Berkshire Hathaway (NYSE:BRK-A)(NYSE:BRK-B) has a stock portfolio worth about $235 billion, and many of the roughly four dozen stock positions were selected by the Oracle of Omaha himself, Warren Buffett. Not all of Berkshire's stocks look attractive right now, especially with the market at record high levels, but some could be worth a closer look.
This under-followed bank is making big moves
I often refer to Synchrony Financial as the biggest credit card company most people haven't heard of, and for good reason. The company has a portfolio of more than $83 billion in credit card and loan receivables and is the bank behind some of the most popular store credit card products in the world. The Amazon.com store card is a Synchrony product, as are store credit cards from Gap, JCPenney, Lowe's, and dozens more. It is also the company behind the Care Credit healthcare credit card product.
In addition, Synchrony has a fast-growing savings bank, offering high-yield savings accounts with some of the highest APYs in the market. In fact, Synchrony's deposit balances have grown at a 20% annualized rate since 2013.
The company's efficiency ratio (30.8%) is among the best in the entire financial sector, and growth has been quite strong. Plus, the company is doing a great job of establishing new partnerships that could be huge drivers of shareholder value. The upcoming Venmo credit card, which is set to be released in 2020, is one Synchrony product that could be an especially big profit catalyst.
The best part is that Synchrony trades for a rock-bottom valuation of less than seven times TTM earnings, so now could be an excellent time for long-term investors to get in.
This REIT just hit an all-time high, but that doesn't make it expensive
Typically, when I've written about Buffett stocks in the past, my suggestions are generally those companies that have underperformed the market. However, that's not the case with Store Capital. The real estate investment trust (REIT) has generated a 42% total return so far in 2019 and recently hit a fresh all-time high.
If you aren't familiar, Store Capital is a net-lease REIT. This means that it focuses on single-tenant properties (the name "Store" is actually an acronym for Single Tenant Operational Real Estate), and its tenants sign long-term leases that obligate them to cover property taxes, building insurance, and most maintenance costs. Without getting too deep into the business dynamics, the entire goal is to create a stream of predictable income that grows steadily over time.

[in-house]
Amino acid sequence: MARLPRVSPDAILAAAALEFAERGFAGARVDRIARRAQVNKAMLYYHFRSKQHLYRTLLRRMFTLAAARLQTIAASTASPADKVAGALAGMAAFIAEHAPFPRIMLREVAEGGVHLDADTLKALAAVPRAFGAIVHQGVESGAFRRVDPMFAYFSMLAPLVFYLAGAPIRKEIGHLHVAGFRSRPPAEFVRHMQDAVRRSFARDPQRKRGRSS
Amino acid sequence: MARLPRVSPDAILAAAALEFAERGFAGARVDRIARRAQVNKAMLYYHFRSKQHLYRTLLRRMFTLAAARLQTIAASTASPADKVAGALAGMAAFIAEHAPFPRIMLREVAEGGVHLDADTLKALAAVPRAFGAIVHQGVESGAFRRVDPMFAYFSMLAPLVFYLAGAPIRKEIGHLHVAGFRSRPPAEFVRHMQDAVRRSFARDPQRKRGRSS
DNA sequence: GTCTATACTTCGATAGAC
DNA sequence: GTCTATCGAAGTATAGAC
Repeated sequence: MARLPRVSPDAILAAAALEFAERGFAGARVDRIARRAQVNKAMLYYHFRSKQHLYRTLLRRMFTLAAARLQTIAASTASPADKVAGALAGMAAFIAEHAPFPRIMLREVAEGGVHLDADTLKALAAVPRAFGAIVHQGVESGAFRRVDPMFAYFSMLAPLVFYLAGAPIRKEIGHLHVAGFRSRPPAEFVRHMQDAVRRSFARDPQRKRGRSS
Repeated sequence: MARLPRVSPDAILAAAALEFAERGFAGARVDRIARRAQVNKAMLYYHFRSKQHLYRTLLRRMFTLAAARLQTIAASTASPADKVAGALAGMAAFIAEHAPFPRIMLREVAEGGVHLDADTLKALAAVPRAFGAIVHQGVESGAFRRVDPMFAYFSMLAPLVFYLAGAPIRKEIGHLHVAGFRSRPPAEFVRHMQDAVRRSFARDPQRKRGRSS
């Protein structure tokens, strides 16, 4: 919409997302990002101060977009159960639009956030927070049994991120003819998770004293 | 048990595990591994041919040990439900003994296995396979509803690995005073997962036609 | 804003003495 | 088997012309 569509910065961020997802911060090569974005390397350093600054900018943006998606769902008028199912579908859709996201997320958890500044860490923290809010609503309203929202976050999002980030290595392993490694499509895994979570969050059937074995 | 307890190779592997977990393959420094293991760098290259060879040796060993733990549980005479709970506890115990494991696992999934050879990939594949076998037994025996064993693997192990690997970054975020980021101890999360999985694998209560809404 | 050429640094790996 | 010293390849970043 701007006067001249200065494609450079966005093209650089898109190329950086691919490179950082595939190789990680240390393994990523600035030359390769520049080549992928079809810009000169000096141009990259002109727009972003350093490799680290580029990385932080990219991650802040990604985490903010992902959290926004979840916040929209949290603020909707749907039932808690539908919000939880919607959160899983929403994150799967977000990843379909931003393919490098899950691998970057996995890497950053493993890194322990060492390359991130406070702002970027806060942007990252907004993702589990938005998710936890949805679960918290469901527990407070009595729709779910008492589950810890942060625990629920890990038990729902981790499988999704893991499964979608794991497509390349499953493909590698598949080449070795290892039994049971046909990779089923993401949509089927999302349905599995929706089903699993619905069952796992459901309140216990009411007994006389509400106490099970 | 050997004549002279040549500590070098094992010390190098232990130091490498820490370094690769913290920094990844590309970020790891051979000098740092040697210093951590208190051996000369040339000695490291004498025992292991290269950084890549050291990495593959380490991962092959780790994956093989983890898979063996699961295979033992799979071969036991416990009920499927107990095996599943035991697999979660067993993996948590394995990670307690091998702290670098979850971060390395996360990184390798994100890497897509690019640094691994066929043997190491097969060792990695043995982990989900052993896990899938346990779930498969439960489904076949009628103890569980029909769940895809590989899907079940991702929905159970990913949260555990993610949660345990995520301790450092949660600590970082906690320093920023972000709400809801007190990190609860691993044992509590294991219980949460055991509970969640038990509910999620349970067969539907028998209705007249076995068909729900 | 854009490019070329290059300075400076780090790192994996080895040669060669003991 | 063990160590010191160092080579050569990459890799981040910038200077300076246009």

Store Capital is aggressively growing its portfolio, with 25% year-over-year revenue growth in the third quarter and solid 6.4% adjusted FFO growth (the REIT equivalent of "earnings"). And despite the rapid growth rate, the portfolio of more than 2,400 properties is 99.7% occupied, the best among its peer group.
A double dose of confidence from Warren Buffett
Seritage Growth Properties is a relatively new REIT that has largely flown under the radar. It was created in 2015 for the specific purpose of buying Sears' real estate assets.
To be clear, Seritage has no desire to be a Sears landlord. The business model is to redevelop Sears properties that have become vacant, creating high-value modern properties with mixed-use elements, such as entertainment venues, office space, hotels, apartments, and, of course, retail. Early results have been promising. In the properties Seritage has redeveloped so far, new tenants are paying over 400% of the rent Sears was. And about three-quarters of Seritage's portfolio is yet to be released, leaving a ton of room for value creation.
Technically, Seritage Growth Properties isn't in Berkshire Hathaway's portfolio, at least not in the sense that the other two are, but it is still very much a Buffett stock.
For one thing, Berkshire has a substantial debt investment in Seritage, providing the REIT with a $1.6 billion term loan and an additional $400 million credit facility. Berkshire won't loan its money unless it's virtually certain that it will get its money back, so it's a huge vote of confidence that Berkshire is essentially willing to finance Seritage's entire operation.
As if that weren't enough, you may be surprised to learn that Warren Buffett owns shares of Seritage in his personal stock portfolio. In fact, with a stake of about 5.4% all by himself, Buffett is Seritage's largest individual shareholder.